"'The reason I keep insisting that there was a relationship between Iraq and Saddam and Al Qaida is because there was a relationship between Iraq and Al Qaida," Mr. Bush told reporters after a cabinet meeting today."

Such as? The truth is, all the wackos at AEI and other neoconservative think tanks can't find any proof that can stand up to the light of a table lamp, and the White House knows. Yet, they think they can still con John Q. Public (and not Jane, but Mr. White Male Middle Class voter in the exurbs) into thinking that was the reason for this horribbly botched occupation of Iraq.

Like the sand dunes in Saudi Arabia, the rationale for this war has shifted almost daily, each less credible than the next. And the most laughable one of them has floated back up the top because it seems to be the most powerful argument, if it were actually true (which it isn't).

Just sit back and think for a second. If were a secular, communist-lite despot of a 3rd world county sitting on a pile of oil (the 3rd largest proven reserves in the world) would A) make friends with Islamic radicals who want to sever Arabs ties to(what in their view is) the corrupting influence of crude that creates cozy relations with the "Infidels" in the West or B)Invade a weak nation with lost of oil to your south (which used to be part of your country many decades ago) and then use weapons or the threat of weapons to expand your control over the Middle East and become a much bigger despot.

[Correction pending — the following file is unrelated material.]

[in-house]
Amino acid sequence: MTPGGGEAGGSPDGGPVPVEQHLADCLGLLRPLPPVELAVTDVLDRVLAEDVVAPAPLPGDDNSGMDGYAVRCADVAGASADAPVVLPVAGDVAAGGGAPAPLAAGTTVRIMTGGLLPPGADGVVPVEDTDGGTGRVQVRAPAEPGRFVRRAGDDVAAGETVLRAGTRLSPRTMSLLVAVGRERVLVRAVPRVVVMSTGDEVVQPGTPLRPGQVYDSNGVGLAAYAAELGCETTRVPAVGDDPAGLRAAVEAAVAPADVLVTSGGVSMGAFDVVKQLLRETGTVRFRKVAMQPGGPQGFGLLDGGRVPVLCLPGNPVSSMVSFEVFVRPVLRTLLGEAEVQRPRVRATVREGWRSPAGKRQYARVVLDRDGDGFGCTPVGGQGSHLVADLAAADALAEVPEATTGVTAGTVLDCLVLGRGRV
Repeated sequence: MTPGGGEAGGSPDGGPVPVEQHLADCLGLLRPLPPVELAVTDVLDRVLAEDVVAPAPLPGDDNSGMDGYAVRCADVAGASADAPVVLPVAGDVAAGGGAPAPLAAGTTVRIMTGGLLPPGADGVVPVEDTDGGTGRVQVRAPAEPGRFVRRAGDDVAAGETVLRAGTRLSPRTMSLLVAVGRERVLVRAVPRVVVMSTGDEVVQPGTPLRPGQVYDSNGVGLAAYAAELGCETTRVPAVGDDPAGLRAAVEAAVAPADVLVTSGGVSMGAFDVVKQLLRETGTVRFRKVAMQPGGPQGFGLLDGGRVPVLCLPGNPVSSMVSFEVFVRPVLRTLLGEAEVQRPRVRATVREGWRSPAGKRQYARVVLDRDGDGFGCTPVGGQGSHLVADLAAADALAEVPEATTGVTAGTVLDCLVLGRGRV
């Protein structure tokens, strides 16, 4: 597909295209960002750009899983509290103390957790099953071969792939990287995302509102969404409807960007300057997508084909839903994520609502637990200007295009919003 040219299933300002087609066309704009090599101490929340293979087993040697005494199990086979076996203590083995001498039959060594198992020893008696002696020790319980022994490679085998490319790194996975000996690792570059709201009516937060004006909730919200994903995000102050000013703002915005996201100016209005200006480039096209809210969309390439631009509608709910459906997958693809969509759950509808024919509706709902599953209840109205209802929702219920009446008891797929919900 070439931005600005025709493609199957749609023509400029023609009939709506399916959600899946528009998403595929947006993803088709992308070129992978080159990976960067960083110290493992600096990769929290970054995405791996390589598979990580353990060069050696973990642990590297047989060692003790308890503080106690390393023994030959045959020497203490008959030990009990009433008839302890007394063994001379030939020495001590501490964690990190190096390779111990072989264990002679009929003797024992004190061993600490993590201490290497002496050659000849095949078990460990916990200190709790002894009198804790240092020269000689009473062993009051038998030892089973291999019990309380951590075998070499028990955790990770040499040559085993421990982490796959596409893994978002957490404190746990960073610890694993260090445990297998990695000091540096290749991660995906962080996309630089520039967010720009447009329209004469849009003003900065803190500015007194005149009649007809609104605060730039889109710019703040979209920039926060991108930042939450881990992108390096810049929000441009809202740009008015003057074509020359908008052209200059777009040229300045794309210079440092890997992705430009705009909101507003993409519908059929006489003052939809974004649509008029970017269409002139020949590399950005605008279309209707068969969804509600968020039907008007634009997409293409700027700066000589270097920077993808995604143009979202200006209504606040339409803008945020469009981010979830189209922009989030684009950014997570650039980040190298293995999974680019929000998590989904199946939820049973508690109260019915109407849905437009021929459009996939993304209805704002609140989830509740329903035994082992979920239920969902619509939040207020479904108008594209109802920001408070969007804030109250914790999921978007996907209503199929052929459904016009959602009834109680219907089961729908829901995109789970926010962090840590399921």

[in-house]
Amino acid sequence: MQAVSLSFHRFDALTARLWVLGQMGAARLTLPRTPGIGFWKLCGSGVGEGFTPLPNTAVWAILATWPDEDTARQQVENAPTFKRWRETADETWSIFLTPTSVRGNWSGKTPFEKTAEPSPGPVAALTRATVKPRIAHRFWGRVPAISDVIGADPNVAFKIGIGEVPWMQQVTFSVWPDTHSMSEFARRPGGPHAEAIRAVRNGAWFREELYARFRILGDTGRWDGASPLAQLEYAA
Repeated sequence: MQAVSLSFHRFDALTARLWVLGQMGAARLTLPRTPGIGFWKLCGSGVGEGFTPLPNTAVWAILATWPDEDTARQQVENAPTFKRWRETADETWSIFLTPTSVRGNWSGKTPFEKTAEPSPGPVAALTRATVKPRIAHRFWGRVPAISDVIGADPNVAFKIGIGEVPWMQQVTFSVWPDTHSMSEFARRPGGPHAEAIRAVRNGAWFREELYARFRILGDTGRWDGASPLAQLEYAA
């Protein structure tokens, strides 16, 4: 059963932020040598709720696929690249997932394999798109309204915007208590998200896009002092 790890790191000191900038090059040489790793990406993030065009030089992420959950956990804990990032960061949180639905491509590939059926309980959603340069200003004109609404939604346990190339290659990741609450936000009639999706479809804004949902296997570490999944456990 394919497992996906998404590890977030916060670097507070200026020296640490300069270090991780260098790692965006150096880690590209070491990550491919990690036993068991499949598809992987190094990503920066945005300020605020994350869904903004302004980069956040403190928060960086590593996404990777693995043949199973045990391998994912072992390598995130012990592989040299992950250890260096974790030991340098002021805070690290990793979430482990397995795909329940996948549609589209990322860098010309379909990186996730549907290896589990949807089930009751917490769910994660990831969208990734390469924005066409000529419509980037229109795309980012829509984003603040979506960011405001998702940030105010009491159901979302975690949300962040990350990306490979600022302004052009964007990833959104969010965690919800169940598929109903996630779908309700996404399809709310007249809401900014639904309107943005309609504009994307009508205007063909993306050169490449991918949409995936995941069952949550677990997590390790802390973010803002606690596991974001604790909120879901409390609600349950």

Obviously, Saddam chose B...Isn't it what you would do if you liked money, power, writing romance novels, and letting your son strap electrodes to soccer players' testicles? If you chose A, you would have been invade 5 years ago at least and there would have a lot more evidence to prove it.

George W. Bush is a man of convictions alright. He becomes convinced of something, no matter what evidence presents himself, he will never change his mind. As long as he "knows in his heart" that it's true, then that should be good enough for the American people and world, even if its the most obvious and boldfaced lie the world has ever seen.

So why does Bush and Cheney still like to dust off and wheel out this old, tarnished lie? Because it scares the crap out of us and that's still what many of our poor soldiers believe who are dying to avenge 9/11 while getting shot at and blown up in Baghdad.

George W. Bush is a man of convictions alright. He becomes convinced of something, no matter what evidence presents himself, he will never change his mind. As long as he "knows in his heart" that it's true, then that should be good enough for the American people and world, even if its the most obvious and boldfaced lie the world has ever seen.

Wednesday, June 16, 2004

Alberto Desereto

WH Counsel Alberto Gonzales was, once upon a time, reportedly being considered and groomed for a seat on the Federal Bench and eventually even the Supreme Court. Supposidly he was on Bush's short list for a seat on the Supreme Court even.

Now he doesn't stand a chance in h-e-double hockey sicks in getting confirmed by the senate to be the President's Dog Catcher. Why? Slate's Alan Berlow explains: